To understand the dynamics at play, economics alone is insufficient. The subtleties at work operate at the intersection of economics and politics; it is a politico-economic problem.

For all the praises that private enterprise market systems get, it is an accepted fact that these market systems have incompetence. Theoretical economists tell us of an ideal no-loss-to-anyone Pareto optimality that can never be reached in any real markets. They cite that markets do not count all costs, do not count all benefits, individuals are not fully competent to know all alternative choices, monopolies exist to limit choice, transactions to keep the market system working are very costly and that people do not want to pay for public goods (free rider problem).

For all their imperfections, markets are brilliant at one thing; they do not offer conflicting incentives — you know you are in the market to acquire the best advantage for yourself.

Command or comply-or-else systems offer conflicting incentives —they force people to reduce profits for the elusive common good. Politico-economic history shows that people have summoned courage to defy comply-or-else systems in pursuit of market incentives. When price controls ruled the day in this country, bakers brought substandard bread to the market. That is just one example.

The RBZ directive is in the mould of comply-or-else. Businesses are doing what they always do; find ways to outwit authority systems in obedience to market incentives. For instance, the ostensible acceptance of plastic money, but making sure the machines are not working most of the time is a stratagem to outwit the command system.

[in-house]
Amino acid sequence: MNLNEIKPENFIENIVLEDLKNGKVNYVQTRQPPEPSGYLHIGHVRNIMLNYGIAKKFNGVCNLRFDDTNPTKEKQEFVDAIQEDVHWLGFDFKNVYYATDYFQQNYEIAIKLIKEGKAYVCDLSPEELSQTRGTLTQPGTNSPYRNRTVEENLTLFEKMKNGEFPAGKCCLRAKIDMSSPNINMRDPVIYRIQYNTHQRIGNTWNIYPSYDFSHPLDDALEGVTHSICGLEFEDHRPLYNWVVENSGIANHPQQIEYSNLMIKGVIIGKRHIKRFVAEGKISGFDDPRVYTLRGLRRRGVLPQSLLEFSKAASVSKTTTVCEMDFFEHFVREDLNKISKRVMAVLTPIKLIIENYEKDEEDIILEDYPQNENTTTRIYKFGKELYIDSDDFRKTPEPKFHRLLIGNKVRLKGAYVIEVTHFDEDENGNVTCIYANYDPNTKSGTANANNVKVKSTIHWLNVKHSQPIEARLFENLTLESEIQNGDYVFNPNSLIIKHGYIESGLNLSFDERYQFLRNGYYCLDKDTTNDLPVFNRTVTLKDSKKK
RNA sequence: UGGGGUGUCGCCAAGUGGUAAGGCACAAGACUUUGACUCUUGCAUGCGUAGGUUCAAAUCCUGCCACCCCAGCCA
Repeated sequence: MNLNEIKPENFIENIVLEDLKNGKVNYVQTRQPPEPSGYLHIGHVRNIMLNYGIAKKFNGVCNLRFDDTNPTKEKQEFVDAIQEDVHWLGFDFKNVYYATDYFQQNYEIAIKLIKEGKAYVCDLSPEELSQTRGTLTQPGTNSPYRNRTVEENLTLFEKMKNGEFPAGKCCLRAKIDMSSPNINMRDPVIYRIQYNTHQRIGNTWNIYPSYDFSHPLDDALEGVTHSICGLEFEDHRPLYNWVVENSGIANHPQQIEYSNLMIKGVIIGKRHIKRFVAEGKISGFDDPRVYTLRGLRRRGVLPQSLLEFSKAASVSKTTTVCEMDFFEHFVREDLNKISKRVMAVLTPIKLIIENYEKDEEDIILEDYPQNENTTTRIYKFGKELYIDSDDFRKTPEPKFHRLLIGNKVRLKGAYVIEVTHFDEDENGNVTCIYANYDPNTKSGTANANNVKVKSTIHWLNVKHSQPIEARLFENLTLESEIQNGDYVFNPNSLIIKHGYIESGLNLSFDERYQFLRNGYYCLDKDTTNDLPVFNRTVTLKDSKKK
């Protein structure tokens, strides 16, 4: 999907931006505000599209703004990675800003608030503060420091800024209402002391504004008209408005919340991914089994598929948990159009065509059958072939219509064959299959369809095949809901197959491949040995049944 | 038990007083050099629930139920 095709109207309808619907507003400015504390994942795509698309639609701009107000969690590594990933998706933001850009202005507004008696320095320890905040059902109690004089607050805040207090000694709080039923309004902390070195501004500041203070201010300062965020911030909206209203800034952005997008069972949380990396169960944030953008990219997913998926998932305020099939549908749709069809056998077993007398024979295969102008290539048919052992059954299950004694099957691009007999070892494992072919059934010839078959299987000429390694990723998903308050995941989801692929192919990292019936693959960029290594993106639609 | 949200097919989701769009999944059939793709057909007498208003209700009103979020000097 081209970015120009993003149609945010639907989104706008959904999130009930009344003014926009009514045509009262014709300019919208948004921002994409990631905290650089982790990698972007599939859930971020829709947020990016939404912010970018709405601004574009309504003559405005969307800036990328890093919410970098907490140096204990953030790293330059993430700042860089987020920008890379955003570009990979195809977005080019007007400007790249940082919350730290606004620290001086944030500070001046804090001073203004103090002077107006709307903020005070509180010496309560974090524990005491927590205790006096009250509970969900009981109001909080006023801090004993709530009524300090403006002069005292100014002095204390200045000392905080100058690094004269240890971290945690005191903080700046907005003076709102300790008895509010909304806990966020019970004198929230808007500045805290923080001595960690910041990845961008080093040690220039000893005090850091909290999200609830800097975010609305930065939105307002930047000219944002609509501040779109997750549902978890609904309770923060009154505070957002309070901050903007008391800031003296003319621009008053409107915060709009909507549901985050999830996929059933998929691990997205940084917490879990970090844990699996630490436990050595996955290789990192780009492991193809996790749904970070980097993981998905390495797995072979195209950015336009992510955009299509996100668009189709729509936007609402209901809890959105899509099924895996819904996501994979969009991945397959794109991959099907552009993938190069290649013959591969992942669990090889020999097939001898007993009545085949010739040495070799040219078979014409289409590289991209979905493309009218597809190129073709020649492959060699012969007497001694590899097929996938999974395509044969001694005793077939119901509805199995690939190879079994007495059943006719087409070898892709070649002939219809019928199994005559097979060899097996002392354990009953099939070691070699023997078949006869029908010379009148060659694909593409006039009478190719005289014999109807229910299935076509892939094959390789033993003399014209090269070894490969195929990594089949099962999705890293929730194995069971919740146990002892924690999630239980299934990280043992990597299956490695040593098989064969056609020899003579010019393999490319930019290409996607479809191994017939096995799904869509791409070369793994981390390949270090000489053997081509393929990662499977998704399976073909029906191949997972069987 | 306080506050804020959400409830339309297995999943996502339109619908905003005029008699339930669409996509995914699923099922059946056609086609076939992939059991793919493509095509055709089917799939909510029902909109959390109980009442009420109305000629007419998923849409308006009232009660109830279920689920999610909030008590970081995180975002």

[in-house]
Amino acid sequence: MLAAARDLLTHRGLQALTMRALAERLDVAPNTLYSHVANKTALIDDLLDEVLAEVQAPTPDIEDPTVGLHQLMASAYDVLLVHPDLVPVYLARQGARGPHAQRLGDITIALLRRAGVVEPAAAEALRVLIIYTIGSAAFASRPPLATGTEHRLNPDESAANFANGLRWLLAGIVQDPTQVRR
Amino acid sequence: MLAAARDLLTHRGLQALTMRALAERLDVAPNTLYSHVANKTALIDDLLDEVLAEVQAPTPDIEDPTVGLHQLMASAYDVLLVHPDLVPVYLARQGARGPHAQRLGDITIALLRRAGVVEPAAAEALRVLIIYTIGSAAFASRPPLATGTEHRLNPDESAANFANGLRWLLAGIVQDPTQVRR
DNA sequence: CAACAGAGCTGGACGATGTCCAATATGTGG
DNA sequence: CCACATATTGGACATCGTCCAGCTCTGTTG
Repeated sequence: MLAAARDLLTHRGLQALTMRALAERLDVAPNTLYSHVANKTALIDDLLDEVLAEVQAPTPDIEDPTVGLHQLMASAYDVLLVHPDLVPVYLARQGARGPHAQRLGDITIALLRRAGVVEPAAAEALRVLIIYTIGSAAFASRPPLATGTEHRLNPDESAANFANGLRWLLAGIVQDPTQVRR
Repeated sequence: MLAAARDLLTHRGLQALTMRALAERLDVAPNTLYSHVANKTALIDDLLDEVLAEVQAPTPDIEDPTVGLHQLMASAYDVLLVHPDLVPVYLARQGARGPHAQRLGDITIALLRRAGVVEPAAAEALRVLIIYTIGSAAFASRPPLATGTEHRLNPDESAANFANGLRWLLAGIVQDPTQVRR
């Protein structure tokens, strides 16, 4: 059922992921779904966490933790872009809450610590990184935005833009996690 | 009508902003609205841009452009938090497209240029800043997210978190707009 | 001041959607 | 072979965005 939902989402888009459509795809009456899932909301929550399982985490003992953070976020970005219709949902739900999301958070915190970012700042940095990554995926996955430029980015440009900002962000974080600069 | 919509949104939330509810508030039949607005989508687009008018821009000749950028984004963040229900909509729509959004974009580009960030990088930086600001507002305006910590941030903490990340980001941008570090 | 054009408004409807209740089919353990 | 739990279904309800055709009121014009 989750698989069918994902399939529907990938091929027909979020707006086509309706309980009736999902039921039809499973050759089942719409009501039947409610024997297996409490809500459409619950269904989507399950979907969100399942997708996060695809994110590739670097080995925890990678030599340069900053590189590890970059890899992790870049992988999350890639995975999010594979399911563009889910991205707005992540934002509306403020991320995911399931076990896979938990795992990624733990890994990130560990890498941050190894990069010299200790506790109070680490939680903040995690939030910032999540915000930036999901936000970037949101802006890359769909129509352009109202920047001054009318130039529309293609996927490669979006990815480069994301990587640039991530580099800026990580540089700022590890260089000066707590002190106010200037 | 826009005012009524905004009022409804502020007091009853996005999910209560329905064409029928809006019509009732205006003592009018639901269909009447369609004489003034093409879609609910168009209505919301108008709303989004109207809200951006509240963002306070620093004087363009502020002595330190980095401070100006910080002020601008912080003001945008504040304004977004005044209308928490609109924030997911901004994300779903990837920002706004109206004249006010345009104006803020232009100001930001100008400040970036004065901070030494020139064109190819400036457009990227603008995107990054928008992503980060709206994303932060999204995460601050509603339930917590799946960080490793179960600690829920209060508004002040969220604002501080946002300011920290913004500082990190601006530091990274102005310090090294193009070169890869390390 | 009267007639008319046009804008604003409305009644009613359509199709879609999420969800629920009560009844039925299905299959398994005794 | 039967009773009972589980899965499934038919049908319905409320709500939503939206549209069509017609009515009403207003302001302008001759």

Of deeper significance is the apparent defiance of some business players. Deceptively, politics and money seem separable. In fact, some scholars are of the view that politics is a willing servant of capitalist interests. They argue that political authority is not maintained through the visible hierarchical or pyramidal order of commands; it is maintained through multilateral exchange — dispensing of benefits to support structures.

Politics is largely a multilateral game. Those who look for political subtleties in hierarchical top-down relationships are looking for fools’ gold. A political player cannot coerce his/her critical supporting system; it is suicidal. Thus politics is largely a nested network of support systems that control or limit higher authority. This could explain why certain players defy directives.

Defiance is likely an indicator of an intersection of politics and economic interests. Grey markets persist despite being illegal. Politico-economic interests explain their persistence. Dismantling networks of defiance has a high marginal cost both economically and politically.

The monetary authorities should be alive to the reality they are not dealing with purely economic matters; they are dealing with politico-economic actualities. Disentangling politics from economics is failure to understand economics.

No wonder the celebrated former economist from Yale University Charles Lindblom observed that corporates conduct their “domestic policy” through authority (command), but conduct their “foreign policy” through market mechanisms.

Businesses are politico-economic institutions that are part of the political ecosystem. You do not see this addressed in the RBZ directive. Economics eats politics for lunch. Politics eats economics for lunch.

Chulu is a management consultant and classic grounded theory researcher. He has published research in an international peer reviewed academic journal.

One thought on “How businesses are outwitting RBZ multiple pricing directive”

  1. f@ck rbz says:

    yep, RBZ again, they are not good for business!